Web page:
Legislation to protect whistleblowers is in place to enable employees to report wrongdoing in the workplace without fear of being victimised or losing any of their employment rights.
But what is the correct test to be applied in order to determine if a whistleblowing (protected disclosure) claim in respect of detrimental treatment or automatic unfair dismissal is justified?
According to the Court of Appeal (NHS Manchester v Fecitt and others*) the test is not necessarily deciding if the whistleblowing is the employer’s only or principal reason for acting in a detrimental way towards their employees, but whether the whistleblowing materially influenced (not just trivially) the employer’s treatment of the whistleblower(s).
So where does this leave employers? Although this approach is similar to that for determining whether a physical or mental impairment has a ‘substantial adverse effect’ for the purposes of disability discrimination, doesn’t it set the threshold too low and/or leave room for debate about whether the influence of the whistleblowing on the employer’s actions was sufficiently strong enough to be considered as ‘material’?
It is possible that, even after a substantial amount of time has elapsed, an employee will claim their earlier whistleblowing affected the employer’s actions towards them. However, although there is no strict time limit, generally, the greater the time lapse the more difficult it will be for an employee to make the assertion of ‘material influence’ with regard to any detrimental conduct towards them.
* NHS Manchester v Fecitt and others involved three nurses, Ms Fecitt, Ms Woodcock and Ms Hughes, who all worked at a walk-in centre. The three women made a protected disclosure about another colleague, Mr Swift, who was claiming to have qualifications and experience which he didn’t. Mr Swift later apologised and the employer agreed no further action would be taken.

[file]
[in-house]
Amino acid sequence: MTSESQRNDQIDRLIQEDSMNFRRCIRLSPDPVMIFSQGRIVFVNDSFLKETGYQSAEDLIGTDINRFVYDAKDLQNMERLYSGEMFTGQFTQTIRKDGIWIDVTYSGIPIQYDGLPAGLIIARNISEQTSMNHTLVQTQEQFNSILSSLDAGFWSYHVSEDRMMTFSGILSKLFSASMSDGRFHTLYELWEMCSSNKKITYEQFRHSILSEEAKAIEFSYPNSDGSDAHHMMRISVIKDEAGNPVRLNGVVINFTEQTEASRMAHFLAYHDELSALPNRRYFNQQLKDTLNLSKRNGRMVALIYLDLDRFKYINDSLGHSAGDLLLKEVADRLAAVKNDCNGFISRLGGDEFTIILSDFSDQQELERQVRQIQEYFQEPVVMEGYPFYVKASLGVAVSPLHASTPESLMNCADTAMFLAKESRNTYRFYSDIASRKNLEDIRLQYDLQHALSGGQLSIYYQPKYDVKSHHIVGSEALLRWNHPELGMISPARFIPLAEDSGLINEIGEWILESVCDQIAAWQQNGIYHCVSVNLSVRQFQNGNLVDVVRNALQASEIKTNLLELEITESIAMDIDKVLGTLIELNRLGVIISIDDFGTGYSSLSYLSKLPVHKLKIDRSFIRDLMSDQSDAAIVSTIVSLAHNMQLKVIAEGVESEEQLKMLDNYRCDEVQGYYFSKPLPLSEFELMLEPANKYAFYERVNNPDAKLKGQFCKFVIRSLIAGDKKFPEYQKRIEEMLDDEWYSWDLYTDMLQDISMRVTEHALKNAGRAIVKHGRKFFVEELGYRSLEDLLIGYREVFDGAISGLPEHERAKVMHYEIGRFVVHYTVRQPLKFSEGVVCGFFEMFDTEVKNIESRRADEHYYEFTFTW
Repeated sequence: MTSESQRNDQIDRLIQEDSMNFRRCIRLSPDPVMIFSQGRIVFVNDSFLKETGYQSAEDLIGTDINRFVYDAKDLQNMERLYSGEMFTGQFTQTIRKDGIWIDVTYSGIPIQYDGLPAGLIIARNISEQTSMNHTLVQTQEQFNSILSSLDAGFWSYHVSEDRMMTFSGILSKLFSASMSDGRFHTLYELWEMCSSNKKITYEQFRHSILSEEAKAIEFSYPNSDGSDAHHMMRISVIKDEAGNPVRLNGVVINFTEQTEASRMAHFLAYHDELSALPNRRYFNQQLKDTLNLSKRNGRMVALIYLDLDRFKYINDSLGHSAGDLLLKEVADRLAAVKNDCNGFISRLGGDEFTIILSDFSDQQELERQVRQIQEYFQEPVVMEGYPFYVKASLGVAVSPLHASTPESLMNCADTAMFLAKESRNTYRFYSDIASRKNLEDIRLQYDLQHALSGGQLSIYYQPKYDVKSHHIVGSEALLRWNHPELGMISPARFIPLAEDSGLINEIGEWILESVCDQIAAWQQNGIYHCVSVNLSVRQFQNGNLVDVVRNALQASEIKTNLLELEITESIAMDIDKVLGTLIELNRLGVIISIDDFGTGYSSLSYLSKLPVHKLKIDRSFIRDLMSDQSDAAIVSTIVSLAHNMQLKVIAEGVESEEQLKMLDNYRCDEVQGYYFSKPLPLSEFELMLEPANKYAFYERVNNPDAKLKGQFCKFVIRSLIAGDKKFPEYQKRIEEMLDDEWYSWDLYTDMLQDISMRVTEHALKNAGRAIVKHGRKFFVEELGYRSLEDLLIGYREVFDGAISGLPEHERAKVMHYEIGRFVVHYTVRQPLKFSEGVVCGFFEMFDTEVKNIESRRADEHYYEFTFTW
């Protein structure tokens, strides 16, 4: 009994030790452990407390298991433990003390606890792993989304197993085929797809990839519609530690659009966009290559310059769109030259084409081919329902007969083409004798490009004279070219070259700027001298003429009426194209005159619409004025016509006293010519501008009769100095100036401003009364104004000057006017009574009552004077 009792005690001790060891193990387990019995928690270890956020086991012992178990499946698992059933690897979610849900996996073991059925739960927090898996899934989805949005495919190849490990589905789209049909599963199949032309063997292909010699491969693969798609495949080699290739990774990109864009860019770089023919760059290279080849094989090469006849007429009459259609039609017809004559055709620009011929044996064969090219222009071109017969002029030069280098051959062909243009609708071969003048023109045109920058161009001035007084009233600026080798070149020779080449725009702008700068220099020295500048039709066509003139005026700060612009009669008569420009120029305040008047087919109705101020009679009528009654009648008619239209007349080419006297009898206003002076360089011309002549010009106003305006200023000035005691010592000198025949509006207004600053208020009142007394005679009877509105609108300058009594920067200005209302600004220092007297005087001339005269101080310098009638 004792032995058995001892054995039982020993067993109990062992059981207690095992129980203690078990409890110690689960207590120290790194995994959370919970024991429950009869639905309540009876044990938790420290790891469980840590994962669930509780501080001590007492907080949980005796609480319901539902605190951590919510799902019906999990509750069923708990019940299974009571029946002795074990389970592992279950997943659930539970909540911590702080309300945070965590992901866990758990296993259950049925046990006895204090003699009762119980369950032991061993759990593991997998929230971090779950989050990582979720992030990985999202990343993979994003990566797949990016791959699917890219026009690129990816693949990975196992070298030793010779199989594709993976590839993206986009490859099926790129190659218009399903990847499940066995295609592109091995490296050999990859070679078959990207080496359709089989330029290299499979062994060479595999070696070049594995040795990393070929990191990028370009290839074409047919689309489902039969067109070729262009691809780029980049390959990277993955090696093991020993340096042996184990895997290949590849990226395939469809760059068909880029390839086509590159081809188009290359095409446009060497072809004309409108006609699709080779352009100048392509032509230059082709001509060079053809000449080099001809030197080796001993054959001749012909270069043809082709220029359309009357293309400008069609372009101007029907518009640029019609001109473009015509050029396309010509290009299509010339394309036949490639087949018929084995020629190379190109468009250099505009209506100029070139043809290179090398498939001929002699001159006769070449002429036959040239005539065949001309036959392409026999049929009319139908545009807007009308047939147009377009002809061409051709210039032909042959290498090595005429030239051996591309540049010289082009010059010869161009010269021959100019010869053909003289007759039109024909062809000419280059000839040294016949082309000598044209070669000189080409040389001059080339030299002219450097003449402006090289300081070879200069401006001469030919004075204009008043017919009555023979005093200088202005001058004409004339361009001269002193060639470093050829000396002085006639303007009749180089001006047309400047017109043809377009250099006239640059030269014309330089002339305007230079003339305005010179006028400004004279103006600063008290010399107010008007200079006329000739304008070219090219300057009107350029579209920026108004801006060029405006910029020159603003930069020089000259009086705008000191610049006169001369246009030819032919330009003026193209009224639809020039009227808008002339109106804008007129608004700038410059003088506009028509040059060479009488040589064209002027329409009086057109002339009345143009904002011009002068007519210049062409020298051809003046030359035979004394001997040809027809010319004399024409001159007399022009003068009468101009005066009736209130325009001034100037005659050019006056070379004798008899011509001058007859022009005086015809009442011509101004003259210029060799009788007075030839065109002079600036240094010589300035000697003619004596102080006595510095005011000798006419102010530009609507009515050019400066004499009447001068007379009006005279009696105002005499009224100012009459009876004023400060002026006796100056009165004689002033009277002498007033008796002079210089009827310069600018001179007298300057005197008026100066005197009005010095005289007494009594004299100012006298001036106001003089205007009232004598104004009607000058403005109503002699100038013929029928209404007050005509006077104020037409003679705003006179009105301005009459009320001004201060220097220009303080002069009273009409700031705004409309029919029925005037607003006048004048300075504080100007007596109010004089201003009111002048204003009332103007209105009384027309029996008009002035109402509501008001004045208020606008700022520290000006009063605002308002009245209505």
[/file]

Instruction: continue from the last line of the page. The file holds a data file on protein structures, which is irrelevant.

However, Ms Fecitt, Ms Woodcock and Ms Hughes continued to pursue the matter, the result of which was deterioration in staff relationships and hostility towards the three women by their colleagues. Eventually, Ms Fecitt was removed from her managerial responsibilities and she and Ms Woodcock were re-deployed away from the walk-in centre. Ms Hughes, who was a bank nurse, was not given any further work by the employer.
Ms Fecitt, Ms Woodcock and Ms Hughes all brought employment tribunal proceedings alleging that they had been subject to a ‘detriment’ as a result of their protected disclosure.
The employment tribunal decided that whilst the three women had suffered ‘detriments’ by way of unpleasant behaviour by colleagues and also because of the centre’s decision to redeploy Ms Fecitt and Ms Woodcock, these ‘detriments’ were not “on the grounds” that the claimants had made a protected disclosure, but were the only “feasible way of resolving” the dysfunctionality of the walk-in centre.
However, the Employment Appeal Tribunal’s view was that it was up to the employer to prove that its actions (or any failure to act) were “in no sense whatsoever” because of the protected disclosure. The disclosure must play no more than a trivial part in causing the detrimental treatment.